Joe Biden’s climate change plans and where he stands on fracking and the Green New Deal
The president’s climate plan is the boldest in US history, proposing a $2 trillion investment in clean energy to create carbon-free electricity by 2035.
Mr Biden rejoined the 2015 Paris Climate Agreement on Inauguration Day. Leaders around the world heralded the return of the US to the international pact to limit global heating to well below 2C.
So what exactly has Mr Biden said about the climate crisis and how extensive are his plans to tackle further global heating?
What has Joe Biden said about the climate crisis?
The president has repeatedly called climate change an “existential threat” and linked its impacts to burdens on the most vulnerable Americans.
While speaking about the unprecedented California wildfires in September 2020, Mr Biden called it the “undeniable, accelerating, and punishing reality of climate change and its impact on our planet and our people — on lives and livelihoods…”
He continued: “The unrelenting impact of climate change affects every single one of us. But too often the brunt falls disproportionately on communities of colour, exacerbating the need for environmental justice.”
He also framed climate change as an opportunity in the style of an FDR-like New Deal, providing infrastructure jobs across the country.
He tweeted last year: “When Donald Trump thinks about climate change, he thinks ‘hoax’. I think ‘jobs’. Good paying, union jobs that put Americans to work building a stronger, more climate-resilient nation.”
What is his plan to tackle climate change?
Mr Biden has sweeping plans for a nationwide mobilisation to reduce emissions, build and retrofit infrastructure, create new jobs and advance social justice.
It involves $2 trillion investment in clean energy over four years, aiming for 100 per cent clean electricity by 2035.
Senior campaign officials, who spoke anonymously to the AP, said it would be paid for through a mix of tax increases on corporations and the wealthy, and deficit spending aimed at stimulating the economy.
It’s a plan that evolved during the campaign to take into account the view of progressives, like senator Bernie Sanders and congresswoman Alexandria Ocasio-Cortez, that Mr Biden needed to commit to more sweeping and urgent action on the crisis.
His campaign platform described the Green New Deal as a “crucial framework” but didn’t go as far as the ambitious proposal that calls for achieving net-zero greenhouse gas emissions across the economy by 2030.
He said that he would ban new gas and oil permits, including for fracking, on federal lands. (However fracking operations are largely on private lands.)
The Biden climate plan places heavy emphasis on updating America’s infrastructure. It advocates for investments to improve energy efficiency in buildings and housing; promote production of electric vehicles and increase conservation efforts in the agriculture industry.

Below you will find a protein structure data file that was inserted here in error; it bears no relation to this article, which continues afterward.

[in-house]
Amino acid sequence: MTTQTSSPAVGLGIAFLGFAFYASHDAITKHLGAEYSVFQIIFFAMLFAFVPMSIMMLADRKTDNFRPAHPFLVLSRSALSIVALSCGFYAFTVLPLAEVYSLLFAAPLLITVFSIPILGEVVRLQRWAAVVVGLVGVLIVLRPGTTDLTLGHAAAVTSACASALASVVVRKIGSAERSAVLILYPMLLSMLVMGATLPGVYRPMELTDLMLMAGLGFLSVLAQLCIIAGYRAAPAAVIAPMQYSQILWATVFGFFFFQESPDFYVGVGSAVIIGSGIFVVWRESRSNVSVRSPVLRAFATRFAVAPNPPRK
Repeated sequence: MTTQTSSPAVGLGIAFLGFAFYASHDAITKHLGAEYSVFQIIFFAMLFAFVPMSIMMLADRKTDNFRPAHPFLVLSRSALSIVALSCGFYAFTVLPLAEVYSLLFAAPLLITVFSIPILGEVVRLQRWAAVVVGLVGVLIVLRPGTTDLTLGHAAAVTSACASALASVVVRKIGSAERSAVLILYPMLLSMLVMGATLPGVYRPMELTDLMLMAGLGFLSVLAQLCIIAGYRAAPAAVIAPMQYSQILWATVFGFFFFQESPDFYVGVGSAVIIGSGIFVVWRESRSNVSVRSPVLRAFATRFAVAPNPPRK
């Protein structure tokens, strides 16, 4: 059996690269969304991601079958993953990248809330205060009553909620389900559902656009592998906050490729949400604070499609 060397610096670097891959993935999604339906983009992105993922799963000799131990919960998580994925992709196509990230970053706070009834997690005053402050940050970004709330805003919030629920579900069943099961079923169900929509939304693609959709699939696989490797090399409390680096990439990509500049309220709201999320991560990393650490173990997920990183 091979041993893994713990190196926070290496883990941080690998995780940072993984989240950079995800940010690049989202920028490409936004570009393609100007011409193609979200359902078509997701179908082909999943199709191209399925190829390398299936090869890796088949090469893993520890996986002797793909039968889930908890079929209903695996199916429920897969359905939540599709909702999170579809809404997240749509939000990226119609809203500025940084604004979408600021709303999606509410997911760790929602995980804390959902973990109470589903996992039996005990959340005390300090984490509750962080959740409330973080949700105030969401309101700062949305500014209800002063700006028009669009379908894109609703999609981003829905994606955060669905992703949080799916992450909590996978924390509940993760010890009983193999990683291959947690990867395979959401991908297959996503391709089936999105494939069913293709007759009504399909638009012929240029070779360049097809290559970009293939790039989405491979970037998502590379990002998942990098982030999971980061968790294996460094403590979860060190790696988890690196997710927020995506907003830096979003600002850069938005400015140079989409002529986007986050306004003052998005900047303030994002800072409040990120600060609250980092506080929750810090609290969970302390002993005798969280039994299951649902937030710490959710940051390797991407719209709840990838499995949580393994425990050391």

It also focuses on environmental justice with a requirement that 40 per cent of spending on clean energy deployment, reduction of legacy pollution and other investments go to historically disadvantaged communities.
On his first day in office, Mr Biden recommitted the US to the Paris Agreement. His administration intends to lead an international effort to have every major country commit to greater emission-reduction targets.
What is Mr Biden’s record on climate change?
Experts point to Mr Biden’s decades of foreign policy experience as an attribute for driving the epic international cooperation that will be needed to fully tackle the climate crisis.
In the mid-eighties, when Nasa scientist James Hansen testified before Congress on the greenhouse effect, then-senator Biden introduced the Global Climate Protection Act. It eventually led to talks between president Ronald Reagan and Soviet leader Mikhail Gorbachev, committing to “broad international and bilateral cooperation in the increasingly important area of global climate and environmental change”.
In 1992, Mr Biden criticised president George HW Bush for not pushing countries to provide targets or timetables to reduce emissions, Inside Climate News reported, as he cast his vote to ratify the UN framework convention treaty on climate change.
But as a senator, Mr Biden also supported controversial fracking and “so-called clean coal”, the Council on Foreign Relations noted.
Mr Biden has pointed to the achievements of the Obama era including tightened fuel-efficiency standards (although they were later watered down by Donald Trump). There was also $90bn for clean energy in the 2009 stimulus package, which as vice president he played an instrumental role in negotiating. The Obama years were also when the Paris Agreement was struck.